Fantasy Fiction posted June 20, 2013

This work has reached the exceptional level
a fairy story ... without fairies ... (2321 words)

Cellophane Child

by visionary1234


“Shut your mouth, you stupid bitch!” the man snarled.  “And shut your fucking kid up too!  Everyone’s staring.  They’ll think you’re murdering the little shit!”

His young wife, Miranda, who didn’t look anything like a murderer, picked up '“her fucking kid”', a two-year-old Shirley Temple lookalike with bright strawberry hair, and held her close.  The little one pressed her face into her mother’s pale purple dress for comfort.  It was soft, and smelled of sunlight and all things good, just like her mother.

The man – let’s call him Mr Dregs – shoved his wife and daughter ahead of him. 

C’mon.  To the front of the line!”

He shoved them again, allowing himself a quick, toady smile.

“They’ll have to board us first if we have a squalling kid.  Move!”

He was correct on both counts.  Everyone was staring, and the three of them were invited to board immediately. 

They were headed for a vacation in snow country.  Normally, Miranda would not look forward to this because being cabin-bound in the cold made it difficult to escape her husband’s less than scintillating company.  But, this time, she had an ulterior motive.

Although Mr Dregs was only in his early thirties, he looked older – his face already reflected the ugliness that burned inside.  His mouth, with its thin, overly pink lips, dropped downwards at each end in a permanent expression of sulky dissatisfaction.

Miranda, on the other hand, had a young, sweet smattering of pale freckles across her nose and cheeks.  Her eyes were an unusual shade of grey, and her long soft hair was ash blonde, almost white.  “Almost white” would be a perfect description.  If she lay in the snow, you’d probably trip over her.  She’d simply blend in – something she’d always been very good at.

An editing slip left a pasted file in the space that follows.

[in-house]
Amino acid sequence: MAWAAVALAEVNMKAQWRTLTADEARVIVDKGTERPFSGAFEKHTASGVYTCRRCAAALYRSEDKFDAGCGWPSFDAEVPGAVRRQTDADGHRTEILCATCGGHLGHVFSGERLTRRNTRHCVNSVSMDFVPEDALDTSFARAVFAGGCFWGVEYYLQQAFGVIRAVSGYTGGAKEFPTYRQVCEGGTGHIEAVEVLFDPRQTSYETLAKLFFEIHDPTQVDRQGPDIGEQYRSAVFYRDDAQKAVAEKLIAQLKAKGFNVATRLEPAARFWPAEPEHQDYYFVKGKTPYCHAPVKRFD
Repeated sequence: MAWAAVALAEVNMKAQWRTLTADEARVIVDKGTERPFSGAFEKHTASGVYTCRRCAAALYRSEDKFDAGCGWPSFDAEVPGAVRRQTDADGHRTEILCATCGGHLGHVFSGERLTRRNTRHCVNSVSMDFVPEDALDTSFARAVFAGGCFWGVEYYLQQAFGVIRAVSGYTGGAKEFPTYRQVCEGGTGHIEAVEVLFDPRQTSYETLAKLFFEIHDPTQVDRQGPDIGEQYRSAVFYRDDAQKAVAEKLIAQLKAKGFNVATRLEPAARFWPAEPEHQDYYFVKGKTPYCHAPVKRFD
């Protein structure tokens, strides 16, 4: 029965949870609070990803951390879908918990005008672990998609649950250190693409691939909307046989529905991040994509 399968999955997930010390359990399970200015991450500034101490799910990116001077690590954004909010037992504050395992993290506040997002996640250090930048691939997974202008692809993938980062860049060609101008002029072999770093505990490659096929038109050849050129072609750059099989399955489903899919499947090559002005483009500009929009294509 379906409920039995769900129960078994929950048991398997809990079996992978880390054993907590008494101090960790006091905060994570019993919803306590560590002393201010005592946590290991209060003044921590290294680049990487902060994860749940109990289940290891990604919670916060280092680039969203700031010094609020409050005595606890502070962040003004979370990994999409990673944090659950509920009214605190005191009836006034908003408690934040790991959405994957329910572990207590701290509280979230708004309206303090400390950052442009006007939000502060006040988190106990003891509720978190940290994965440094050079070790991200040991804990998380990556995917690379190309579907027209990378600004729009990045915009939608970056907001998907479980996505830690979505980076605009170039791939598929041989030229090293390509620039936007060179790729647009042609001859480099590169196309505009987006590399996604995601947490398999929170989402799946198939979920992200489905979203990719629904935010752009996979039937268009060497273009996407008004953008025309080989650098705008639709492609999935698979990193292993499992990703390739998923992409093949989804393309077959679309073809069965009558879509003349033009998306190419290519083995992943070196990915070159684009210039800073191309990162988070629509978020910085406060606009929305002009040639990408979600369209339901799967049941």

Clearly, she did not look like a murderer at all.

Naturally graceful, light and angular, like a bird – an egret, to be precise – she seemed to float through life, barely disturbing the air when she moved.

Sometimes, she felt like a crinkled slip of cellophane, spiraling upward in an errant wind, then slowly settling, and absorbing the colors of whatever reality surrounded her, including people.  She took on their colors, but never her own.

Cruel and unkind parents will produce this kind of child, whose only defense is to ensure that she is never noticed.  Stay still.  Be invisible.  Never seek attention … because … he (Mr Crud, who should have been trustworthy, but was not) … might come to her room in the night.  
That’s when she would quickly close her eyes and squeeze the world out, focusing only on the beautiful white wings beating inside her head until she felt safe again.  But it wasn’t safe to open her eyes again until she was almost seventeen.

In fact, her birthday was the day he left.  Just like that.

Miranda remembered, because she wore her pretty purple nightgown the night before.  Purple was her favorite color.  She was clever, and had been reading all about it.   It was very interesting.

Did you know, for example, that colors therapeutically influence the body?  And that their healing powers have been used for thousands of years?